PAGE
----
FFA Jackets, sheep and songs…


Yesterday, I was hanging-out with some of my favorite songwriting pals at an informal gathering where we play originals, work shop the tunes a bit, and get downright silly. There may have been some adult beverages involved.  And banjos.  But I’ll never tell..

I mentioned this crazy radio segment I heard while driving last week.  The Memory Palace it is called.  The most fascinating nine minutes of freaky storytelling genius I’ve heard in a long time.  I am a convert!  When the story involves charlatans, bigamists, Nazi sympathizers, and goat testicles, I’m in.  No.  That was not a typo.  Clean your glasses and read that again.  G O A T glands, nads, oysters.   The story had it all.

There must be a song in that story.  I am trying to convince my friends.  They are considering it, though not that seriously.

Today, I realized that I also have a few livestock stories of my own. They cannot possibly top the story of Dr. Brinkley, the “goat gland” doctor.  I can’t even try.  But I have driven across the Oklahoma countryside in a 1978 Chevy Nova with two sheep.  They are surprisingly good travelers actually.

Back when Old Shep was a small fragment of DNA and T-Rex was figuring out how to play guitar with his tiny hands, I was a high school senior on a mission.  Forgive me for the lame T-Rex joke, but I really wanted an FFA jacket.  I’m not sure why, but I thought these jackets were the coolest thing ever and I only had one year of high school left to attain one.  So with the clock ticking away, I joined the FFA.  What is this FFA?  Why it’s an organization that only rural kids probably know about, the “Future Farmers of America.”  And just so you know, they don’t just GIVE anyone the damn jacket.  Joining FFA also meant I had to PARTICIPATE. Really?

So I begged my dad to fund the purchase of a Suffolk lamb.  I knew nothing about sheep.  There was no Google back then and to be honest, let’s say I was not really too keen on learning much about it anyway.  It was only for the jacket.

My lamb was the cutest thing ever.  Black legs and face. Wooly white body.  I imagined she would be a sweet little ewe, soft and happy. Mellow and easy to train, I figured. Yeah, that was not at all what the damn thing was like.  The thing hated me.  It hated the leash.  It hated exercise.  It drug me around the pen, leaped in the air when I tried to handle it.

But I wanted the damn FFA jacket.

Apparently, I was supposed to make it exercise each day by setting up some barrels in the pen and coaxing it to jump over them.  I was also supposed to get it used to being grabbed from behind and “felt up.”  None of these things happened.  In my defense, you just cannot overcome 500 years of lamb rape in a day.   I’m just saying.  But I tried. In my half-ass, “I’m only doing this for the FFA jacket” kind of way.

Another issue I didn’t think through very well was transporting the lamb to livestock shows, which was apparently the point of this exercise that would somehow win me the jacket.  I had a friend who drove the aforementioned Chevy Nova and due to not having money for a proper trailer or pen to haul the sheep with, we put them in the Nova.  Saturday mornings that fall and winter we developed a method for transporting the sheep in the Nova. This was not sophisticated by any means.  We just removed the back seat, picked up the sheep, and forcibly threw them in the car.  Driving on winter mornings with the windows down when it was freezing cold sucked.  But the sheep were good sports about it.  They stood in the back, bleated a lot, and basically pooped all over everything.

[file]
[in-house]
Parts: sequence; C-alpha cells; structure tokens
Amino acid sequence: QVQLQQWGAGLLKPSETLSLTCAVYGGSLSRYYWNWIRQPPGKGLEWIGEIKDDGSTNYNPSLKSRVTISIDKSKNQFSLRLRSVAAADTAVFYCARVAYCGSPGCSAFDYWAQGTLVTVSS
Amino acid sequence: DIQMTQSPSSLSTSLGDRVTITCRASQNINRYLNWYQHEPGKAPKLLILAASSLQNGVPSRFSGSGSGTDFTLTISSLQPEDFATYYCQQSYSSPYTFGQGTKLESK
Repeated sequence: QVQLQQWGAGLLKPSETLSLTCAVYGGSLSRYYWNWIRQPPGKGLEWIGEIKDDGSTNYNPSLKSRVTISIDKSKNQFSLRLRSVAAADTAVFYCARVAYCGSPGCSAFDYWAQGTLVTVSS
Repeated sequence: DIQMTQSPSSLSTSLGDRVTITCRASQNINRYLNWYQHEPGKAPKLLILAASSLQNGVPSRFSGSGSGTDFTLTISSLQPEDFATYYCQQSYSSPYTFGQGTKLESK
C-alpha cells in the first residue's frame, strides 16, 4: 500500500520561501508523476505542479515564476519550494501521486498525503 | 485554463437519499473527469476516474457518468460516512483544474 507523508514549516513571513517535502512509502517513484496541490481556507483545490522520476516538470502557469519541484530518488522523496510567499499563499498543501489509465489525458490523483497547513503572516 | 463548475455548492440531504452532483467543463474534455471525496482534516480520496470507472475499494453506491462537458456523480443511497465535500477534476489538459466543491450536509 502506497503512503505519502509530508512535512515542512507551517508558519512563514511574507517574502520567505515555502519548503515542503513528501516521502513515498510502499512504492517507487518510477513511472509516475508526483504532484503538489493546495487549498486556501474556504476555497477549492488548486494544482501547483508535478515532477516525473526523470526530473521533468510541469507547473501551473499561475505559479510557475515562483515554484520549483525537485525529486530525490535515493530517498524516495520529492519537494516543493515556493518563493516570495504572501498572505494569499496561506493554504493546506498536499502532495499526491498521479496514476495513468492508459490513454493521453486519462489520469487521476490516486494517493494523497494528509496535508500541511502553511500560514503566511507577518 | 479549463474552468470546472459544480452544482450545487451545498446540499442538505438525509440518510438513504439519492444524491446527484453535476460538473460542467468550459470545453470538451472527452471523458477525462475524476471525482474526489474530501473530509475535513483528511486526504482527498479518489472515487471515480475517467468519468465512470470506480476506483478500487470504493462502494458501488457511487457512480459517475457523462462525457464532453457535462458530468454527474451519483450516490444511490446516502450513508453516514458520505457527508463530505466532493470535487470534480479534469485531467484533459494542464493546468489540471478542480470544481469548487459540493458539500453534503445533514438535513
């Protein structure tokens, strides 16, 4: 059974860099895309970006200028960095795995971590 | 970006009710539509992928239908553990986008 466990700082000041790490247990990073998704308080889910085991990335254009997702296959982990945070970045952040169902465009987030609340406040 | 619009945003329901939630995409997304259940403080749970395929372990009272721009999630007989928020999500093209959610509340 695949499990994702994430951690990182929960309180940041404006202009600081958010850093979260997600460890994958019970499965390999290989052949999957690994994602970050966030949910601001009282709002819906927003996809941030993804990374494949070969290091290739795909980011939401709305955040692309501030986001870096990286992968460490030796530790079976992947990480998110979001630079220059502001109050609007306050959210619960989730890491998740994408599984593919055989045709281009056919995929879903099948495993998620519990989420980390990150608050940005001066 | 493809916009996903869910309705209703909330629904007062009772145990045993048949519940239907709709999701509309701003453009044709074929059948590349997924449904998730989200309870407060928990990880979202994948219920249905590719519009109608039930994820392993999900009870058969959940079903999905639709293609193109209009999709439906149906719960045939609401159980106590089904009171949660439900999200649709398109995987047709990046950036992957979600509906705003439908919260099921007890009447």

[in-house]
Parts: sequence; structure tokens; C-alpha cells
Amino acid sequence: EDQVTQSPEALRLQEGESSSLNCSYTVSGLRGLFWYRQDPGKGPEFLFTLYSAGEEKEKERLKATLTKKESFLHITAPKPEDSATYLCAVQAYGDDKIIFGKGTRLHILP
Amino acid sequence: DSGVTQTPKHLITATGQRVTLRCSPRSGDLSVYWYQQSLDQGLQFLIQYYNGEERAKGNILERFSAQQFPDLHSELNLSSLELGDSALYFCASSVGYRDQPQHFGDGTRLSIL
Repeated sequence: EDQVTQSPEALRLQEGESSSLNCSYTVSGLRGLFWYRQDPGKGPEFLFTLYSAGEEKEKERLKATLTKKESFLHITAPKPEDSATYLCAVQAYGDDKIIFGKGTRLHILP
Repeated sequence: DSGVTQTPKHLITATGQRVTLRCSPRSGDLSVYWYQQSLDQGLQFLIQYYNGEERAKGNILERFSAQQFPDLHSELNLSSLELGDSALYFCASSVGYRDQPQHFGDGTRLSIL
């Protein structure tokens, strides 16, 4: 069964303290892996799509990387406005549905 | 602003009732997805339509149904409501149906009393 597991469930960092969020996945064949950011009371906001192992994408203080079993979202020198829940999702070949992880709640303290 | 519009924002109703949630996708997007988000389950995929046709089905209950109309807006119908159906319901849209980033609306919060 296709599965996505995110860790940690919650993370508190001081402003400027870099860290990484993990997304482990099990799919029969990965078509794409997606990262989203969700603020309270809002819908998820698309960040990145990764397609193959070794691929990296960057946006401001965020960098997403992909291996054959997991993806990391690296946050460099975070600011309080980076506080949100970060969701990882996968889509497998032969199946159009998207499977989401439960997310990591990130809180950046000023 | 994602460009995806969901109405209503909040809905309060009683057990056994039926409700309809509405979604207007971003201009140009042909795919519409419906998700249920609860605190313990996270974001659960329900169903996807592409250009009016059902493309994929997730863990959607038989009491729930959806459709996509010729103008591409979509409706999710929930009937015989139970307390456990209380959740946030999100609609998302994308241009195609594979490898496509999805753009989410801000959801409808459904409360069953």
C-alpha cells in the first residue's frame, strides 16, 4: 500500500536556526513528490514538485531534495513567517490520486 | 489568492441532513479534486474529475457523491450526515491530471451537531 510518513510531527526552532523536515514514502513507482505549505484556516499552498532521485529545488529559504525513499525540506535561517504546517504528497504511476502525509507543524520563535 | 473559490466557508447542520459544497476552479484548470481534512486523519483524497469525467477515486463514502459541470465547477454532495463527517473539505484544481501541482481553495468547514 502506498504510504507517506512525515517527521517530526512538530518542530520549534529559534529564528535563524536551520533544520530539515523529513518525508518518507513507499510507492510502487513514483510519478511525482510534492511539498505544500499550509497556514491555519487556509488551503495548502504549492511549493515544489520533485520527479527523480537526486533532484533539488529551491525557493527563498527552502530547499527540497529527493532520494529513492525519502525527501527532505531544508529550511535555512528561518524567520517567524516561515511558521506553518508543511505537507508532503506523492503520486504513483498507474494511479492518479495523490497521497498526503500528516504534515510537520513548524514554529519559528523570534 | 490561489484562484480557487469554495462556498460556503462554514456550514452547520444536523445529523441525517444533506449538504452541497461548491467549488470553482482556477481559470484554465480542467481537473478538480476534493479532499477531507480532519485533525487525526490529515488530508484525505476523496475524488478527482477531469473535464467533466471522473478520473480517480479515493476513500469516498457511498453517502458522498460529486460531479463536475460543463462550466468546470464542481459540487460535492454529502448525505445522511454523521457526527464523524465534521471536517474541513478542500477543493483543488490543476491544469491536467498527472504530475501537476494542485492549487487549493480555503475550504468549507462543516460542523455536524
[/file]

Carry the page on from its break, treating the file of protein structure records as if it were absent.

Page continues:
At the livestock arena, we would unload the sheep and take them to the outdoor hoses to wash them with Woolite.  Woolite.  Who would have thunk it?  We were told not to bleach them.  It makes them yellow, they said.  After washing the sheep, we would blow them dry and then put them in their holding pens where they would lie down in the poop and straw and undo the grooming we had just administered.

In the meantime, we had to hang-out for hours on end with very little to do.  You could watch the pigs.  They were interesting in a gross and stinky sense.  Or you could go in the outhouse and remove ticks.  Or maybe you might be lucky enough to buy a big-ass pickle at the concession stand, if there was one and you had any money, which I did not.  Finally, your number was up and it was “show time.”

Imagine kids from other schools.  Schools that had more money and kids who knew how to train their sheep. And you’re there in the ring with your very fat, flatulent, devil lamb.  Fat due to lack of exercise.  Flatulent because of God knows what.  Your overweight she-devil bathed in poop, straw, and Woolite cologne that will not move, unless she is not supposed to move and then of course, panics at the prospect of the judge grabbing her hindquarters, withers or whatever you call them on sheep.

Lets just say I never got a ribbon.  Lets also say that sheep can run really fast when they think their hind-ends are in danger.

In the end, I never got the jacket either.  I spent all my money on Woolite, gas, and lamb feed.  My dad repossessed my lamb when I graduated.  I guess he sold her to the neighbor lady who bragged about what a great sheep she was, so docile and sweet.  Sure.

Still, I did get this story out of the experience.  And it was kind of fun to drive around with a couple of sheep. Especially since it wasn’t my car.

And maybe there is a song in my own little story?  I could call it “The Jacket.”

It ain’t no Memory Palace but I guess it will have to do.

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